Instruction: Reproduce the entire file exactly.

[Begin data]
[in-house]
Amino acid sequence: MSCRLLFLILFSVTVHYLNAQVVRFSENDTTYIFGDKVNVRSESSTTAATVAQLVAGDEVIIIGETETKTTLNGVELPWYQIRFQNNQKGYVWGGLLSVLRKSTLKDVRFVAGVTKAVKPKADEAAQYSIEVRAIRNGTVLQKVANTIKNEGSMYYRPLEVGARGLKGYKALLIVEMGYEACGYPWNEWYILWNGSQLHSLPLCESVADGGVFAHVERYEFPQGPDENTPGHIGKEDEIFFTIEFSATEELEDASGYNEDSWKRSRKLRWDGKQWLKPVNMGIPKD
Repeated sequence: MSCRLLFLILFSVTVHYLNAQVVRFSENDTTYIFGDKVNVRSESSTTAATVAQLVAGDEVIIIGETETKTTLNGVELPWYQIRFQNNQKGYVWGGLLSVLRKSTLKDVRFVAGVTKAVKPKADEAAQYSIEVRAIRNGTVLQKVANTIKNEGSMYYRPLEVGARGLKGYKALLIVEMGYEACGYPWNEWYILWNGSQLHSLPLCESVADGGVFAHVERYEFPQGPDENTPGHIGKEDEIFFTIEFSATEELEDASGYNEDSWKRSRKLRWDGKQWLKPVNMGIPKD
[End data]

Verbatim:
[in-house]
Amino acid sequence: MSCRLLFLILFSVTVHYLNAQVVRFSENDTTYIFGDKVNVRSESSTTAATVAQLVAGDEVIIIGETETKTTLNGVELPWYQIRFQNNQKGYVWGGLLSVLRKSTLKDVRFVAGVTKAVKPKADEAAQYSIEVRAIRNGTVLQKVANTIKNEGSMYYRPLEVGARGLKGYKALLIVEMGYEACGYPWNEWYILWNGSQLHSLPLCESVADGGVFAHVERYEFPQGPDENTPGHIGKEDEIFFTIEFSATEELEDASGYNEDSWKRSRKLRWDGKQWLKPVNMGIPKD
Repeated sequence: MSCRLLFLILFSVTVHYLNAQVVRFSENDTTYIFGDKVNVRSESSTTAATVAQLVAGDEVIIIGETETKTTLNGVELPWYQIRFQNNQKGYVWGGLLSVLRKSTLKDVRFVAGVTKAVKPKADEAAQYSIEVRAIRNGTVLQKVANTIKNEGSMYYRPLEVGARGLKGYKALLIVEMGYEACGYPWNEWYILWNGSQLHSLPLCESVADGGVFAHVERYEFPQGPDENTPGHIGKEDEIFFTIEFSATEELEDASGYNEDSWKRSRKLRWDGKQWLKPVNMGIPKD